1. Turn on Waffle Iron. Mix everything, expect the Water, together in a jug, then add Water until a loose, but lumpy Batter has been formed. It should be just thick enough to spread slowly. batter has been formed.

3. Add enough Batter to warmed Waffle Iron to fill the plates thinly, spreading as necessary, close the iron and cook for 7-10 minutes until waffles are golden brown and the bottom is cooked. Remove with a rubber spatula and flip over, leave for a further two minutes to cook the bottom. Remove and let cool for a few minutes, Waffles will crisp up slightly more as they cool.

7 thoughts on “Rice Flour and Puree Savoury Waffles

  1. It’s a pity I do not make waffles, no equipment (!), but as rice flour is the most common gluten free dry ingredient and relatively a budget one, the significance of the recipe is obvious. To say some good words about rice flour I want to mention that it is the best ingredient to bake with cottage or ricotta cheese, either as the only one additional ingredient, or mixed with fruit or vegetable puree to replace fat and introduce enough moisture to the bake. I am fortunate to be able to tolerate dairy, so rice flour, cottage cheese, sour cream and apple puree is my favourite bake for a sweet treat with minimum sugar.
    Thank you for the recipe, I will be delighted to include it in a review about rice flour in gluten free baking.

    Liked by 2 people

    • A waffle iron is something I wouldn’t be without now, the comforting knowledge that if all else I can make a quick basic waffle for a sandwich is really wonderful. I’ve always struggled with dairy, it seems the only way I can tolerate it is in mild forms and almost always separate from my main meals. Still, I enjoy reading your recipes and watching what you can create with so little, it’s inspiring. Thank you, I’m glad it’s already found a use!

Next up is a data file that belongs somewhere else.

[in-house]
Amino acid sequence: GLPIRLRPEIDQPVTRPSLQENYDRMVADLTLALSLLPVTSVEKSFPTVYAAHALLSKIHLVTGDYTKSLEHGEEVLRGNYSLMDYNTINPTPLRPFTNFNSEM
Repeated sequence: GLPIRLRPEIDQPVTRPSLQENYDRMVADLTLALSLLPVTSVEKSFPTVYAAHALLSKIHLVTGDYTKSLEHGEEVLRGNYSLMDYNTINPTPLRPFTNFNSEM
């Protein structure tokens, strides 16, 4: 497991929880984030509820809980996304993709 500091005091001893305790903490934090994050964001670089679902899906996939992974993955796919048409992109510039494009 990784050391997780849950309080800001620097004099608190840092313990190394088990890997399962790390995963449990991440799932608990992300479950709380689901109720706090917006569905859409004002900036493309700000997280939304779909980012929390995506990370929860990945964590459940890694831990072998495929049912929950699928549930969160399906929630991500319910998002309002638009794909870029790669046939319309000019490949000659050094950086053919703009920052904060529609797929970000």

Liked by 1 person

      • Quick and easy results with waffle maker are sticking points for us not to buy it. We’ll have the temptation to use it often, sometimes on a whim and thus is not good, as will power is not always there to restrain unnecessary desire to snack.
        As the alternative to any other bread like product waffle maker is simply brilliant in its practicality. Flexibility in quantities is another good feature.

        Liked by 1 person

      • I can understand, it’s why I never use sugar in any of them, it takes so much to actually gain some sweetness and by then you’ll end up making a dessert instead. Snacking has always been an issue for me too, it’s why I had to plan, many years ago now I suppose, each meal and stay with it. Thankfully I have, as you know. Speed is also a bonus, where pancakes would take much longer and would need more oil and exact measurement, I can get away most times with a rough mixture in half the time. Though, nothing can compare to a carefully prepared loaf or scones.

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  2. Hi neighbor, thank you for mentioning me here.
    As far as I am concerned, the only good point about rice flour is its relative affordability, which is why I still include some in my bread mixes.
    You make so many good points here about posting recipes. Just the other day, I caught myself thinking that I hadn’t been sharing desserts on my blog in along time, and wondering if I wasn’t going to “disappoint”. The truth is, like you I don’t focus on sweet stuff as much, the taste even turns me off at times, and it is important for us to talk about it so that other people will know that the battle against this addiction can be won. I mean, I still bake so as to be social, especially this time of year. A dessert with added sugar should remain what they used to be, a special treat for a special occasion.
    I hope you are well. Take care.